Last week’s International Conference on Cyber Security 2010 brought together global leaders and representatives from more than 40 countries in emerging cyber threat analysis and enforcement at Fordham University’s Lincoln Center campus in New York City.
Held Aug. 2-5, the joint effort between the FBI and Fordham University gathered representatives from various law-enforcement and government agencies, academic institutions and private industries. Among other related topics, participants discussed advancements in cybersecurity and emerging cyber threats.
Speaking at the conference, FBI Director Robert S. Mueller, III said a cyber attack could have the same impact as a well-placed bomb.
“To date, terrorists have not used the Internet to launch a full-scale cyber attack,” he said. “But they have executed numerous denial-of-service attacks and defaced numerous websites.”
He added later in his speech that no one entity can stop cyber crime.
“A ‘bar the windows and bolt the doors’ mentality will not ensure our collective safety,” he said. “Fortresses will not hold forever; walls will one day fall down. We must start at the source; we must find those responsible.”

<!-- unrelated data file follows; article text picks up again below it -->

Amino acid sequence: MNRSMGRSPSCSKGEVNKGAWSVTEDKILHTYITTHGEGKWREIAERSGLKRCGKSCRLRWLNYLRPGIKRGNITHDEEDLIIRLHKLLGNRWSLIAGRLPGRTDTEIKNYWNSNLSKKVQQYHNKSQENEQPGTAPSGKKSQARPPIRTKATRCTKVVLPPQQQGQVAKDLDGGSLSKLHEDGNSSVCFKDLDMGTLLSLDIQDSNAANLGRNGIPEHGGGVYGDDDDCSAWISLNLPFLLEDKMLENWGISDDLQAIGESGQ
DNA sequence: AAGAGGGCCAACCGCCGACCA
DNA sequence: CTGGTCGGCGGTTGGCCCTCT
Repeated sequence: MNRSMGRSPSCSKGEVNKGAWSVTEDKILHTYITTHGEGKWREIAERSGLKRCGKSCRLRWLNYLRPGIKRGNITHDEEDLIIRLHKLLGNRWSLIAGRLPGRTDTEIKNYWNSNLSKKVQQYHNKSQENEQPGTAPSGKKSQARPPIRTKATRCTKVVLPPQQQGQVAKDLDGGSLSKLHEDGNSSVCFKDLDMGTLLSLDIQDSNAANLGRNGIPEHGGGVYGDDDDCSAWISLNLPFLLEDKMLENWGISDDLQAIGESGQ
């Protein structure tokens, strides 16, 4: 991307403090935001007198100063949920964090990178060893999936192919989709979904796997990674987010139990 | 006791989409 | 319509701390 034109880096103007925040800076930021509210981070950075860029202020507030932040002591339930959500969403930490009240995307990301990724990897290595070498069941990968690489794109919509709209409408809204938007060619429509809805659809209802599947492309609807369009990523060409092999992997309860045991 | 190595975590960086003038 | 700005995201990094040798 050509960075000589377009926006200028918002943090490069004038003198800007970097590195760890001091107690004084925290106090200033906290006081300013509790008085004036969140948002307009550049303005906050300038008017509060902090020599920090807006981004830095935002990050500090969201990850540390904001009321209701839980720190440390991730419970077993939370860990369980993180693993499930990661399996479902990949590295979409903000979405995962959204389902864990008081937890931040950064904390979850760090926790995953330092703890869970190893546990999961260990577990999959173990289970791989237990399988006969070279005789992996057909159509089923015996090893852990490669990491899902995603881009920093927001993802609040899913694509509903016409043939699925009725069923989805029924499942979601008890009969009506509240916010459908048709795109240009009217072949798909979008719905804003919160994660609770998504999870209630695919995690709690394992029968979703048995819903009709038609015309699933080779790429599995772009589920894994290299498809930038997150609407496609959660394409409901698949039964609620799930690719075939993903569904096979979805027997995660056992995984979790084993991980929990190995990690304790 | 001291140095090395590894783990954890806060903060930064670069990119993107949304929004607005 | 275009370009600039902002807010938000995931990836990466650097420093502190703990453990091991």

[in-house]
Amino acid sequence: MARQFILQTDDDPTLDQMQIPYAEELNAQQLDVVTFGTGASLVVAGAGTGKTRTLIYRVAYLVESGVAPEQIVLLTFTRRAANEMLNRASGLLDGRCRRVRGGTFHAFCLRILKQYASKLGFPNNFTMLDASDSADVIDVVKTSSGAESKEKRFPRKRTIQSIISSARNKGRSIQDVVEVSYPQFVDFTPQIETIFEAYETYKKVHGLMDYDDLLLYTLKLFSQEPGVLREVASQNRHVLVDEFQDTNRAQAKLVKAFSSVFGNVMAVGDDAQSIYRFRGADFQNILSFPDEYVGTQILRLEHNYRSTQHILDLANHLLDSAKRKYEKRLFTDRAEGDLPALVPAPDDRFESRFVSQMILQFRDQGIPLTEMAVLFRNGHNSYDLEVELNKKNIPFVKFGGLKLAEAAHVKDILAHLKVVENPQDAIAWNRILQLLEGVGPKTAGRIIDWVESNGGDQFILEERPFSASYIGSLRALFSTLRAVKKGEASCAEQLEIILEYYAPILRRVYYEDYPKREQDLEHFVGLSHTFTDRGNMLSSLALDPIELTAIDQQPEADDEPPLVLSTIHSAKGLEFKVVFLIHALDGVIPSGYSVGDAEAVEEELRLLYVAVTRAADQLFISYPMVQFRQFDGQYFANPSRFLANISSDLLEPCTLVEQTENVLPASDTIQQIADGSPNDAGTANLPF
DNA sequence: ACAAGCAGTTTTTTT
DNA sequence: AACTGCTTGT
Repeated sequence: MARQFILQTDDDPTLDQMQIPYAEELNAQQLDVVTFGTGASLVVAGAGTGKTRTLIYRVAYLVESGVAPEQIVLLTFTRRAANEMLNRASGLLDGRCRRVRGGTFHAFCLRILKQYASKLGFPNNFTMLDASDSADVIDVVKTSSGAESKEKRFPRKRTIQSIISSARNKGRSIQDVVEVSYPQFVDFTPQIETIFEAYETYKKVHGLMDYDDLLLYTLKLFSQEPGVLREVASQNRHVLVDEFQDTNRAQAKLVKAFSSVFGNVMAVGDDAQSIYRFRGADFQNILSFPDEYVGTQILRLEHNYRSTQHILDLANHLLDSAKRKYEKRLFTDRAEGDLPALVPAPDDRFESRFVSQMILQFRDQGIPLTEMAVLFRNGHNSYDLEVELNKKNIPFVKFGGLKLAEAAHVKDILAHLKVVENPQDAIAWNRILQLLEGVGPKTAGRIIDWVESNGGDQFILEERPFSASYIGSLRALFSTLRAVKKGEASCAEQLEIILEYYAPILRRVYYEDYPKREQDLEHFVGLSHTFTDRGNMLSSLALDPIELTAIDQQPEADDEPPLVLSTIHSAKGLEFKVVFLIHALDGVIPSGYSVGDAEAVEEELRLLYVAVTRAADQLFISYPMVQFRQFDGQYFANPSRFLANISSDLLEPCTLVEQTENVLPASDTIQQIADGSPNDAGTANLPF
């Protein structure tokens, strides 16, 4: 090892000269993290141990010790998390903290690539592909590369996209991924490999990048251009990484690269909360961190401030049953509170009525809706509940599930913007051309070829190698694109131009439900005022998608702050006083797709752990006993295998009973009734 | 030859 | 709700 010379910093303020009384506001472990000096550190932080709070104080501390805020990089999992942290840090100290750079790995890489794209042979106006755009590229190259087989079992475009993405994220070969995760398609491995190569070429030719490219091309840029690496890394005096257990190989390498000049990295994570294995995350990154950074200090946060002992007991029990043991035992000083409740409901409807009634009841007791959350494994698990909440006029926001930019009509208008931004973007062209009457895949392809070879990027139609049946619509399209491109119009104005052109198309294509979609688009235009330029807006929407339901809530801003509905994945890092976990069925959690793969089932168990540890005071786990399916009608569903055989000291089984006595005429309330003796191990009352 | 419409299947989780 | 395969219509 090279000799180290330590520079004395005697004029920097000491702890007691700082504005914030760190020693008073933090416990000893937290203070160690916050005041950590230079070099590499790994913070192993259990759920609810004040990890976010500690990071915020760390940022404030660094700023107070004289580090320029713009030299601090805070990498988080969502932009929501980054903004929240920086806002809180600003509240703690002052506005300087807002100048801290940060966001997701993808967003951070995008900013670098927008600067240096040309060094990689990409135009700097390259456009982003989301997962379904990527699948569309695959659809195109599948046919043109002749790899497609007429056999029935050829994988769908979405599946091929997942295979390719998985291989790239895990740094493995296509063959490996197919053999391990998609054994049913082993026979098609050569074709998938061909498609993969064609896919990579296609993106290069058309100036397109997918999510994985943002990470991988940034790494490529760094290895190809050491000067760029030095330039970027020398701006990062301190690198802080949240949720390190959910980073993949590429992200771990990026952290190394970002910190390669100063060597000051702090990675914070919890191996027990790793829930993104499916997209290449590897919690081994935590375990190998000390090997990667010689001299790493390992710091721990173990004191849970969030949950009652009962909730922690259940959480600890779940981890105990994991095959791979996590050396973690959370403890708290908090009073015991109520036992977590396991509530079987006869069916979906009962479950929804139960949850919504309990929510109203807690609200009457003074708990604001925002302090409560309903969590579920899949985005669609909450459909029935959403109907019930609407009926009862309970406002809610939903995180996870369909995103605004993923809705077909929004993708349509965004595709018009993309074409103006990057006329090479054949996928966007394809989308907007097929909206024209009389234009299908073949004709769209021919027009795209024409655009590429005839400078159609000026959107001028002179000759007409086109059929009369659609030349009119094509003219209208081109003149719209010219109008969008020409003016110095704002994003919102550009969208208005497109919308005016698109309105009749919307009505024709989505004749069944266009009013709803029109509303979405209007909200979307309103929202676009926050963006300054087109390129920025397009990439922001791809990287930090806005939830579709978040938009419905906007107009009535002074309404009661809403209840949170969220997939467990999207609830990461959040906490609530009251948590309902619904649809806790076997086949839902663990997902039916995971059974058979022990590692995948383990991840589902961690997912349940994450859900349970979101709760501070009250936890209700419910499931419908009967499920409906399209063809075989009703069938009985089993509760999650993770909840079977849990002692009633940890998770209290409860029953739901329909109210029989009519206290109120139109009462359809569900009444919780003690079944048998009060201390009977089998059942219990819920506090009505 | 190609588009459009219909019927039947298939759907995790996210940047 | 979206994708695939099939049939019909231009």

Acting Assistant Director in Charge of the FBI New York Division George Venizelos said in addition to the domestic partnerships, the international partnerships give invaluable contributions and intelligence-sharing efforts for use in examining the field of cybersecurity.
“ICCS 2010 has served as a perfect venue to advance the fight against cyber crime,” he said.
President of Fordham Joseph McShane said it is both natural and providential that Fordham join with the FBI to convene experts in law enforcement, academia and industry on the integrity of the nation’s cyber infrastructure.
“In its second year, this conference, and the close partnership it represents, is a model way forward in protecting what has become a critical component of the global intellectual marketplace,” he said.
FBI New York Special Agent in Charge of the Cyber/Special Operations Division Mary Galligan stressed a collaboration between government and industry to combat cyber crime.
“The growth of cyber crime and the impact it has on the world affects not only the United States, but the international community as well,” she said. “ICCS afforded the FBI and our foreign law-enforcement partners an opportunity to share ideas and enhance the already strong bond that exists around the globe. The mitigation of today’s complex cyber crime can only be achieved through collaboration between the public and private sector.”